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At number 16 in Rolling Stone Magazine’s list of the 100 greatest songwriters is Leonard Cohen. Cohen was born in Montreal, Canada, in 1934. He was raised in a middle-class religious Jewish family; his maternal grandfather was a Rabi, his father Nathan Cohen died when Cohen was 9 years old.

The part of Montreal in which he grew up was an English speaking part of this predominantly French-speaking city, and so one can say that Cohen grew up as a minority within a minority; an English-speaking Jewish boy in a predominantly French-speaking Catholic city. I have always held that this perception of himself as an “outsider” has influenced much of Cohen’s work.

Before becoming a songwriter, Cohen was a published poet. His first album of songs was Songs of Leonard Cohen, which was released in 1967. By this time, he had already published four books of poems; this poetic style is clearly visible in many of his song lyrics. I am a huge fan of Cohen, personally I would place him in my top five of the greatest songwriters. In terms of his lyrics, he is, in my opinion, up there with the likes of Bob Dylan and Paul Simon. Like Dylan and Simon, he has elevated “pop songs” to sheer poetry.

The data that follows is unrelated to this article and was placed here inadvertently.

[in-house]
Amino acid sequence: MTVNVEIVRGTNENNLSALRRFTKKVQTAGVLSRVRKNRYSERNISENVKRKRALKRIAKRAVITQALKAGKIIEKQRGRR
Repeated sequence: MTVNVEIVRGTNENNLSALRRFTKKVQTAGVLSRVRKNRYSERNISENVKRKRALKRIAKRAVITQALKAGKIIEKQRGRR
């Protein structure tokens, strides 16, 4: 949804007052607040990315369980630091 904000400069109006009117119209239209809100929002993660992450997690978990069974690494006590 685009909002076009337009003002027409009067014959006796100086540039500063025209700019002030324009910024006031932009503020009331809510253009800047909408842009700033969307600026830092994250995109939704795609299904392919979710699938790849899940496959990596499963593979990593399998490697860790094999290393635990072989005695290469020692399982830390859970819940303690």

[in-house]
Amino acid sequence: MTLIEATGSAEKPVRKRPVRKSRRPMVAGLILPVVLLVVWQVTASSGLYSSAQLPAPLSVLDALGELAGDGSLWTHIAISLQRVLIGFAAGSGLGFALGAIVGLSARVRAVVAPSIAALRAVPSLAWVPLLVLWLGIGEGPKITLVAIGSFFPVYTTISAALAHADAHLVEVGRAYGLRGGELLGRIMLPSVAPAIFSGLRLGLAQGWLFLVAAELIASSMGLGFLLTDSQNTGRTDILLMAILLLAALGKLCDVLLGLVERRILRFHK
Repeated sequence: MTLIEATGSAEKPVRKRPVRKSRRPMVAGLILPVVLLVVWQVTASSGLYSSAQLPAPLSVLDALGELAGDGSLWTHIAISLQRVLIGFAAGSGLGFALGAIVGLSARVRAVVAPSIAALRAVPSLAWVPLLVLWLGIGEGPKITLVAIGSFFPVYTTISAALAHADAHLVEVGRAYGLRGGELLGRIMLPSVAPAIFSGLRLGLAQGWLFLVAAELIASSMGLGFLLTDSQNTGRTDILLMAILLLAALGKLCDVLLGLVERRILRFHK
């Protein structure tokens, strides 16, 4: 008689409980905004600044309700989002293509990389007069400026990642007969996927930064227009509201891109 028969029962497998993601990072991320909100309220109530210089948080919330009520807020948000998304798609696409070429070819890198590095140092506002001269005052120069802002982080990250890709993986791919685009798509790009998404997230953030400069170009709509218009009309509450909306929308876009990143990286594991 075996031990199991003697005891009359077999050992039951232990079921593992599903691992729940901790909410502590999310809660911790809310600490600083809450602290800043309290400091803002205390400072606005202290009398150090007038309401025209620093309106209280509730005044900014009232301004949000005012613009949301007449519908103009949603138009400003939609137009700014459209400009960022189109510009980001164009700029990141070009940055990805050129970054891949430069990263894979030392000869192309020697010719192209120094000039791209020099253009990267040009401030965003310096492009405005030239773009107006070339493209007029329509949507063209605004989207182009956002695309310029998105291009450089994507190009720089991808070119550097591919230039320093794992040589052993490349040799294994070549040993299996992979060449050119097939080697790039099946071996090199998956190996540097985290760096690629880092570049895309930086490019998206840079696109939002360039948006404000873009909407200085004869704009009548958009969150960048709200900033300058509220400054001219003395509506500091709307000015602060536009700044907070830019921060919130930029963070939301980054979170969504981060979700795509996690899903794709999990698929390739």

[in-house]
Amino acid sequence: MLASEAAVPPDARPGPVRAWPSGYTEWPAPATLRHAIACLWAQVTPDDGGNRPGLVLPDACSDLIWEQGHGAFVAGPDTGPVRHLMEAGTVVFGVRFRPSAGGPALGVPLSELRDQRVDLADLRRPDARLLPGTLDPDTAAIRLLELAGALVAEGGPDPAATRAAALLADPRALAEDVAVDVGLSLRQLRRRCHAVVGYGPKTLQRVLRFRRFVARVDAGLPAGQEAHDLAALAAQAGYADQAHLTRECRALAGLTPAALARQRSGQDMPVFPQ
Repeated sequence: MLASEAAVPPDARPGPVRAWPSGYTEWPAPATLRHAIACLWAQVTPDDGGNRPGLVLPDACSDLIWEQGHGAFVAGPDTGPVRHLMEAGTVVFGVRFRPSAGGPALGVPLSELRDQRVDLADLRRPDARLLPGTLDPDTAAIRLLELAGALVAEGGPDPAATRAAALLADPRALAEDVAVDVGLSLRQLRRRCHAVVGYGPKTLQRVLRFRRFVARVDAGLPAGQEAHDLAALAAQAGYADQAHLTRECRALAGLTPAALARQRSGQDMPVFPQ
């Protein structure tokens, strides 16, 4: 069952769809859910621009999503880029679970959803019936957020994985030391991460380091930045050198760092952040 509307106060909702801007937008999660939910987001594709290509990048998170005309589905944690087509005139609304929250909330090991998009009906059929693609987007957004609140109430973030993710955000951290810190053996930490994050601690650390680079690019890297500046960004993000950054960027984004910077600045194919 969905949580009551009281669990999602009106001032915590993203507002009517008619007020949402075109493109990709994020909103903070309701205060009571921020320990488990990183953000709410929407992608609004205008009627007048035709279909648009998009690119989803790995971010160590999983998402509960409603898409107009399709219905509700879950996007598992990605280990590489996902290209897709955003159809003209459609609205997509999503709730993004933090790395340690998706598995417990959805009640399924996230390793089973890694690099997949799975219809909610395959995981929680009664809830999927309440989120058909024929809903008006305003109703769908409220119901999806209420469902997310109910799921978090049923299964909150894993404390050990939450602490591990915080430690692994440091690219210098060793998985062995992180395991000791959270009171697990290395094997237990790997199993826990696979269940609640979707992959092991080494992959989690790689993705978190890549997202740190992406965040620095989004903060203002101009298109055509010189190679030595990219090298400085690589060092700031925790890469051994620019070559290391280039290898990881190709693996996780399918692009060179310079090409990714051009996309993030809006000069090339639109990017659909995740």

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At number 16 in Rolling Stone Magazine’s list of the 100 greatest songwriters of all time is Leonard Cohen.

There are so many Cohen songs that I could have shared in this blogpost. I have already posted several Cohen songs, “Famous Blue Raincoat” here, “So Long Marianne” here and “The Partisan” here. The song I have decided to share today is possibly less well known; it is “The Guests”, a song which appears as the opening track on his 1979 album Recent Songs. This song illustrates many aspects typical of Cohen’s songs, including the evocative and complex lyrics, as well as another hallmark of Cohen’s songs which is his deep voice being accompanied by female voices, something I find quite enchanting.